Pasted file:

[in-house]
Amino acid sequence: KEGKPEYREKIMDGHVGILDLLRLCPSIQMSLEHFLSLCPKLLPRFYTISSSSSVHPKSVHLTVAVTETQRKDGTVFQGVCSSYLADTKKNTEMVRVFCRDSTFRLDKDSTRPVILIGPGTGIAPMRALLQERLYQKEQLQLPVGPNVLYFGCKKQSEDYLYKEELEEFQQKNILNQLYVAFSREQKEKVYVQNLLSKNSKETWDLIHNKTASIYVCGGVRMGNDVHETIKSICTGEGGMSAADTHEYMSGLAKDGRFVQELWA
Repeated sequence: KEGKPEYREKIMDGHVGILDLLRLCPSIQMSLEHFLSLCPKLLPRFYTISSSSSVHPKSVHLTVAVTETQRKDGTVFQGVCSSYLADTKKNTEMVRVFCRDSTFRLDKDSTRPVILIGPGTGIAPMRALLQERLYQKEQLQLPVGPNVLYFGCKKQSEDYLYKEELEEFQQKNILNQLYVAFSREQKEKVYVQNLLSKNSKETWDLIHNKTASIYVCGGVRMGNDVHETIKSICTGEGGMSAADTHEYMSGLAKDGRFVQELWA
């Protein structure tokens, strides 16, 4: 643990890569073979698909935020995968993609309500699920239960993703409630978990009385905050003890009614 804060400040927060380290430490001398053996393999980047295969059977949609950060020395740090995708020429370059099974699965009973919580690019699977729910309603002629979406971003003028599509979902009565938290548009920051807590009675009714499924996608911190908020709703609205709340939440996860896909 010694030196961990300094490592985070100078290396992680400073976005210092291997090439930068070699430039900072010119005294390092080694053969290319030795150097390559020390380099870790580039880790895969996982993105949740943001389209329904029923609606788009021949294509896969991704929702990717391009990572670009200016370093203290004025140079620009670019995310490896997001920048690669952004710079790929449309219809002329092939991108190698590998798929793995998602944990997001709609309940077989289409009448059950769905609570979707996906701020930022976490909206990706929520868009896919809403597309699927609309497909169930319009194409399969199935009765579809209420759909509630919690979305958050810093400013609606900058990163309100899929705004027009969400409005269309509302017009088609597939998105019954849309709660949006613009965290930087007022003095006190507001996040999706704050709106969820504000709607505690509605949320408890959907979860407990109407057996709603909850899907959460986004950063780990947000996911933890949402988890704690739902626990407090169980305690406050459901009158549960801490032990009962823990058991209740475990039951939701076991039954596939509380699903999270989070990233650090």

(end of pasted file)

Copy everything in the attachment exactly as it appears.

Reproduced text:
[in-house]
Amino acid sequence: KEGKPEYREKIMDGHVGILDLLRLCPSIQMSLEHFLSLCPKLLPRFYTISSSSSVHPKSVHLTVAVTETQRKDGTVFQGVCSSYLADTKKNTEMVRVFCRDSTFRLDKDSTRPVILIGPGTGIAPMRALLQERLYQKEQLQLPVGPNVLYFGCKKQSEDYLYKEELEEFQQKNILNQLYVAFSREQKEKVYVQNLLSKNSKETWDLIHNKTASIYVCGGVRMGNDVHETIKSICTGEGGMSAADTHEYMSGLAKDGRFVQELWA
Repeated sequence: KEGKPEYREKIMDGHVGILDLLRLCPSIQMSLEHFLSLCPKLLPRFYTISSSSSVHPKSVHLTVAVTETQRKDGTVFQGVCSSYLADTKKNTEMVRVFCRDSTFRLDKDSTRPVILIGPGTGIAPMRALLQERLYQKEQLQLPVGPNVLYFGCKKQSEDYLYKEELEEFQQKNILNQLYVAFSREQKEKVYVQNLLSKNSKETWDLIHNKTASIYVCGGVRMGNDVHETIKSICTGEGGMSAADTHEYMSGLAKDGRFVQELWA
């Protein structure tokens, strides 16, 4: 643990890569073979698909935020995968993609309500699920239960993703409630978990009385905050003890009614 804060400040927060380290430490001398053996393999980047295969059977949609950060020395740090995708020429370059099974699965009973919580690019699977729910309603002629979406971003003028599509979902009565938290548009920051807590009675009714499924996608911190908020709703609205709340939440996860896909 010694030196961990300094490592985070100078290396992680400073976005210092291997090439930068070699430039900072010119005294390092080694053969290319030795150097390559020390380099870790580039880790895969996982993105949740943001389209329904029923609606788009021949294509896969991704929702990717391009990572670009200016370093203290004025140079620009670019995310490896997001920048690669952004710079790929449309219809002329092939991108190698590998798929793995998602944990997001709609309940077989289409009448059950769905609570979707996906701020930022976490909206990706929520868009896919809403597309699927609309497909169930319009194409399969199935009765579809209420759909509630919690979305958050810093400013609606900058990163309100899929705004027009969400409005269309509302017009088609597939998105019954849309709660949006613009965290930087007022003095006190507001996040999706704050709106969820504000709607505690509605949320408890959907979860407990109407057996709603909850899907959460986004950063780990947000996911933890949402988890704690739902626990407090169980305690406050459901009158549960801490032990009962823990058991209740475990039951939701076991039954596939509380699903999270989070990233650090």